Quinn or Russell?

JaMarcus Russell or Brady Quinn? That will be a question that will be debated for years as the latest QB heads-up match on draft day pits an athlete of prototype proportions with a quarterback who has shown a willingness to burn the midnight oil in preparation to get better. Who will win out? That depends. On draft day, likely Russell. But after that, who knows?

With less than three weeks remaining until the 2007 NFL draft, there still isn't a clear consensus as to how the top picks will pan out. Typically, by this time there has been a pecking order established. While there have been clear indications that by the time the Vikings pick at No. 7 wide receiver Calvin Johnson, offensive tackle Joe Thomas and defensive end Gaines Adams will likely be gone, the biggest talker of the draft prospects has been at quarterback.

It's not unusual to have two quarterbacks at the top of the draft list. In fact, it's been rather commonplace. Last year, there was Vince Young and Matt Leinart. The year before that, there was Alex Smith and Aaron Rodgers. But this year's discussion about the draft prospect of JaMarcus Russell vs. Brady Quinn has been as intense and arguable as any QB debate in recent times. Why? Because the two players are so different.

When the debate came down between Young and Leinart, the main contention was whether Young's pure athleticism was put him over Leinart's NFL-readiness. In the end, it did and Young went with the third overall pick and Leinart slid down to the Cardinals. This time around, however, the contrasts between the top two quarterbacks are so great it's hard to believe they're competing with the same teams for a draft spot.

When it comes to pure athleticism, few if any quarterbacks of recent vintage are of Russell's peer group. When he does enter the league, he will be immediately anointed as having the strongest arm in the league. At 6-5, 260, Russell looks eerily similar in build to Daunte Culpepper when he joined the NFL. Unfortunately for Russell, he also carries some of the same concerns that followed Pepp into the NFL as well.

There's no questioning Russell's physical ability. He can throw a ball that seemingly has a steam trail coming off of it as well as flick a 30-yard sideline touch pass with ease – able to drop it in the bucket where only his receiver has a chance to catch it. But some scouts have asked whether he has given his full effort to lock down the No. 1 draft pick. He showed up at the Combine overweight and has never been what coaches would call a "student of the game." Much like Culpepper, he has got by on talent alone at the college level and has never taken the time to put in overtime to break down tape and learn how to read defenses and do the hours of prep work needed to be a top-notch NFL quarterback. The feeling is that he will need a hard-core coaching staff to harness his ability and force his nose to the books and film. The question then becomes, can a young, first-time head coach like Lane Kiffin be one to command that kind of respect? If not, the marriage between the Raiders and Russell could be fraught with problems from the start.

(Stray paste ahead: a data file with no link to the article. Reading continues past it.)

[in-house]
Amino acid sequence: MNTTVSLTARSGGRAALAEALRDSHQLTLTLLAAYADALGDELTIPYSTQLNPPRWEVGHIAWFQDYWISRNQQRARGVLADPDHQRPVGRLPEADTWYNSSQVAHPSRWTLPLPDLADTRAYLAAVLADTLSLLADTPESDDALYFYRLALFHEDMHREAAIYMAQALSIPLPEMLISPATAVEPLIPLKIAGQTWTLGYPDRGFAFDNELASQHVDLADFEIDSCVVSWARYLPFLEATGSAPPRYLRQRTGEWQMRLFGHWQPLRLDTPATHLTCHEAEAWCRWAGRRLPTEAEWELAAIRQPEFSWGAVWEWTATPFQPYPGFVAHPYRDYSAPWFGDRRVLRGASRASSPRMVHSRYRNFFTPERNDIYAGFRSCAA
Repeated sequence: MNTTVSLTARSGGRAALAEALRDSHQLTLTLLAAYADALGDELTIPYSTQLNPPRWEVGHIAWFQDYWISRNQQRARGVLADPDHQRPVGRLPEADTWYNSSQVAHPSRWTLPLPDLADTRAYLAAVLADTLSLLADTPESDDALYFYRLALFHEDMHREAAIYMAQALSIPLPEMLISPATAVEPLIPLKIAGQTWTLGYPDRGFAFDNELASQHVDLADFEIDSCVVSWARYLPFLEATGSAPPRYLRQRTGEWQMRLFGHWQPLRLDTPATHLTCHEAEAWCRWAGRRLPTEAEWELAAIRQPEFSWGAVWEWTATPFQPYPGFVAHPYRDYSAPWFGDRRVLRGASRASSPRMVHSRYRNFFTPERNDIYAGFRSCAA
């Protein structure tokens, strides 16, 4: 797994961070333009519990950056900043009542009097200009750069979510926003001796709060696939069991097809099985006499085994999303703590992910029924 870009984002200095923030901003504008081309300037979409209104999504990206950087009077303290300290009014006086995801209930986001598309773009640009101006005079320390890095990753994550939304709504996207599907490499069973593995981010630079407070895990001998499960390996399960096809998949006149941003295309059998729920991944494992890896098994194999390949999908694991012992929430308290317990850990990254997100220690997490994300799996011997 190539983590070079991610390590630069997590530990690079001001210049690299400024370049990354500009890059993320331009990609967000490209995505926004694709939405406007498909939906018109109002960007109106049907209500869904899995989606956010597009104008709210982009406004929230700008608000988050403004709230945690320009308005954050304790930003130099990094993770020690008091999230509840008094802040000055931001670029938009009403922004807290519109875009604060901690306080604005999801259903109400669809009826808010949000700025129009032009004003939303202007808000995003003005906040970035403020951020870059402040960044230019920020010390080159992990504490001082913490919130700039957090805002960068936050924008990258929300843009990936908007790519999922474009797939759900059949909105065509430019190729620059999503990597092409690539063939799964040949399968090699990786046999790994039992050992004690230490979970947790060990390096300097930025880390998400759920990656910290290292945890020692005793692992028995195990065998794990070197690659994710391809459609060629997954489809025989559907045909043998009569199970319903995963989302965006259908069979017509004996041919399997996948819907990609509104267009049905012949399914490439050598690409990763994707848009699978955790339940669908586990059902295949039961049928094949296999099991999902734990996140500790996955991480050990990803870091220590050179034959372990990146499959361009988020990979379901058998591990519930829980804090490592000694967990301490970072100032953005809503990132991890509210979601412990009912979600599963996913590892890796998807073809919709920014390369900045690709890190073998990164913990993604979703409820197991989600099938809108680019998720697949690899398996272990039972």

On the other side of the coin is Quinn. A two-year starter under Charlie Weis, Quinn propelled himself to the top of the draft with hard work. He is the most NFL-ready quarterback in the draft, works extremely hard to learn more and absorb as much information about opposing defenses as he can, can always be found in the weight room and leads by example. His only real drawbacks are that he missed the Senior Bowl and didn't work out at the Combine because of a knee injury and seemed to play his worst on the biggest stage during his career.

So the $50 million question becomes this: When will both of these talented players go off the board? There has been a slight rumble building that, if the Raiders weigh the pros and the cons of both quarterbacks together, they might opt to take Quinn over Russell. If Al Davis goes simply by physical ability – which is his history – Russell goes first. If that's the case, how long does Quinn stay on the board? If the Lions have any sense, they'll take him with the second pick, but if the team had any sense it would have fired Matt Millen in one of many legitimate opportunities to rid themselves of his poor decision making. The Lions have been the worst team in the NFL this decade, which is saying something since there have been a pair of franchises building from the expansion level during most if not all of that period.

So which will win out? Russell's athleticism and questionable work ethic or Quinn's lesser physical ability but 100 percent commitment to being a team leader? In the end, it will likely be Russell's cannon arm that wins out, but one thing Vikings fans should come to realize is that if they're looking at the possibility of one of them (Quinn) falling to No. 7 they may be kidding themselves. They should go 1-2, but as the draft draws near, there may be a growing support that Quinn might be the better pro and Russell could be the next Culpepper – a player full of unfulfilled potential.

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